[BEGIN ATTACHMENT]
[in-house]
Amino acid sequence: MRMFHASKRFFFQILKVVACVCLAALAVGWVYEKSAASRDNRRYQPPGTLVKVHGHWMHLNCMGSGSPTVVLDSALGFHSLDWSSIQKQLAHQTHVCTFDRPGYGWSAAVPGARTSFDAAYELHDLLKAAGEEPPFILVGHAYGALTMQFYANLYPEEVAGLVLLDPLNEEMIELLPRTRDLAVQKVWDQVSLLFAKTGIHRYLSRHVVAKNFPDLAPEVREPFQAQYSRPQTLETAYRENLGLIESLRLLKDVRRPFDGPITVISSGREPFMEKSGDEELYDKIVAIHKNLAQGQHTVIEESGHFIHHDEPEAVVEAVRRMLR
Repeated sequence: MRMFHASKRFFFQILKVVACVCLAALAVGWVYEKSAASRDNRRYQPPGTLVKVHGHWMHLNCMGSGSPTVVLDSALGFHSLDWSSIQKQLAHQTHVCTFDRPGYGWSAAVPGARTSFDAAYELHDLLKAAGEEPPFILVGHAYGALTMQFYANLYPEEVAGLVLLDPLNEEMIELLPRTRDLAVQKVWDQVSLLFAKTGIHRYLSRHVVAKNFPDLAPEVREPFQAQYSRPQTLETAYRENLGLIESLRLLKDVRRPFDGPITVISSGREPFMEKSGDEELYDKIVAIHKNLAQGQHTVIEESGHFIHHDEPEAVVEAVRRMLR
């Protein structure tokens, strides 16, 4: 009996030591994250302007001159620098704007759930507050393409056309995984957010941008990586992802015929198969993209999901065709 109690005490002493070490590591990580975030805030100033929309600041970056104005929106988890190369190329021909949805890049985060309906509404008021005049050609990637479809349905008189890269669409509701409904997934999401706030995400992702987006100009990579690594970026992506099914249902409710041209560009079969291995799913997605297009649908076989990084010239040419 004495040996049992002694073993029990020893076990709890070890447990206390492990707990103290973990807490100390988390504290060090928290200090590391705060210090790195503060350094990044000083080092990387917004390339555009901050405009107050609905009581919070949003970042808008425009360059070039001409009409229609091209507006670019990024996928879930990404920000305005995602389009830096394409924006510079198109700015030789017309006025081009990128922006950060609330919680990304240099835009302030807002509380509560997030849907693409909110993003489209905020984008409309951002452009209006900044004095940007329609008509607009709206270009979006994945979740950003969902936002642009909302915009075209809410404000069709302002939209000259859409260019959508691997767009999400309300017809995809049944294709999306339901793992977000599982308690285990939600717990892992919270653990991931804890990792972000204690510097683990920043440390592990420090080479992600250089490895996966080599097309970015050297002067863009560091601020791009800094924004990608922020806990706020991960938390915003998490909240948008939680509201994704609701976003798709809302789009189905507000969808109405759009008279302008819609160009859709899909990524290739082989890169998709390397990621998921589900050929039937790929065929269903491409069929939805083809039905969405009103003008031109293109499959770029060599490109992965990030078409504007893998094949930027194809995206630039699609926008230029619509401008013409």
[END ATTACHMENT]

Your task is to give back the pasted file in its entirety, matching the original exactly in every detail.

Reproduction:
[in-house]
Amino acid sequence: MRMFHASKRFFFQILKVVACVCLAALAVGWVYEKSAASRDNRRYQPPGTLVKVHGHWMHLNCMGSGSPTVVLDSALGFHSLDWSSIQKQLAHQTHVCTFDRPGYGWSAAVPGARTSFDAAYELHDLLKAAGEEPPFILVGHAYGALTMQFYANLYPEEVAGLVLLDPLNEEMIELLPRTRDLAVQKVWDQVSLLFAKTGIHRYLSRHVVAKNFPDLAPEVREPFQAQYSRPQTLETAYRENLGLIESLRLLKDVRRPFDGPITVISSGREPFMEKSGDEELYDKIVAIHKNLAQGQHTVIEESGHFIHHDEPEAVVEAVRRMLR
Repeated sequence: MRMFHASKRFFFQILKVVACVCLAALAVGWVYEKSAASRDNRRYQPPGTLVKVHGHWMHLNCMGSGSPTVVLDSALGFHSLDWSSIQKQLAHQTHVCTFDRPGYGWSAAVPGARTSFDAAYELHDLLKAAGEEPPFILVGHAYGALTMQFYANLYPEEVAGLVLLDPLNEEMIELLPRTRDLAVQKVWDQVSLLFAKTGIHRYLSRHVVAKNFPDLAPEVREPFQAQYSRPQTLETAYRENLGLIESLRLLKDVRRPFDGPITVISSGREPFMEKSGDEELYDKIVAIHKNLAQGQHTVIEESGHFIHHDEPEAVVEAVRRMLR
């Protein structure tokens, strides 16, 4: 009996030591994250302007001159620098704007759930507050393409056309995984957010941008990586992802015929198969993209999901065709 109690005490002493070490590591990580975030805030100033929309600041970056104005929106988890190369190329021909949805890049985060309906509404008021005049050609990637479809349905008189890269669409509701409904997934999401706030995400992702987006100009990579690594970026992506099914249902409710041209560009079969291995799913997605297009649908076989990084010239040419 004495040996049992002694073993029990020893076990709890070890447990206390492990707990103290973990807490100390988390504290060090928290200090590391705060210090790195503060350094990044000083080092990387917004390339555009901050405009107050609905009581919070949003970042808008425009360059070039001409009409229609091209507006670019990024996928879930990404920000305005995602389009830096394409924006510079198109700015030789017309006025081009990128922006950060609330919680990304240099835009302030807002509380509560997030849907693409909110993003489209905020984008409309951002452009209006900044004095940007329609008509607009709206270009979006994945979740950003969902936002642009909302915009075209809410404000069709302002939209000259859409260019959508691997767009999400309300017809995809049944294709999306339901793992977000599982308690285990939600717990892992919270653990991931804890990792972000204690510097683990920043440390592990420090080479992600250089490895996966080599097309970015050297002067863009560091601020791009800094924004990608922020806990706020991960938390915003998490909240948008939680509201994704609701976003798709809302789009189905507000969808109405759009008279302008819609160009859709899909990524290739082989890169998709390397990621998921589900050929039937790929065929269903491409069929939805083809039905969405009103003008031109293109499959770029060599490109992965990030078409504007893998094949930027194809995206630039699609926008230029619509401008013409």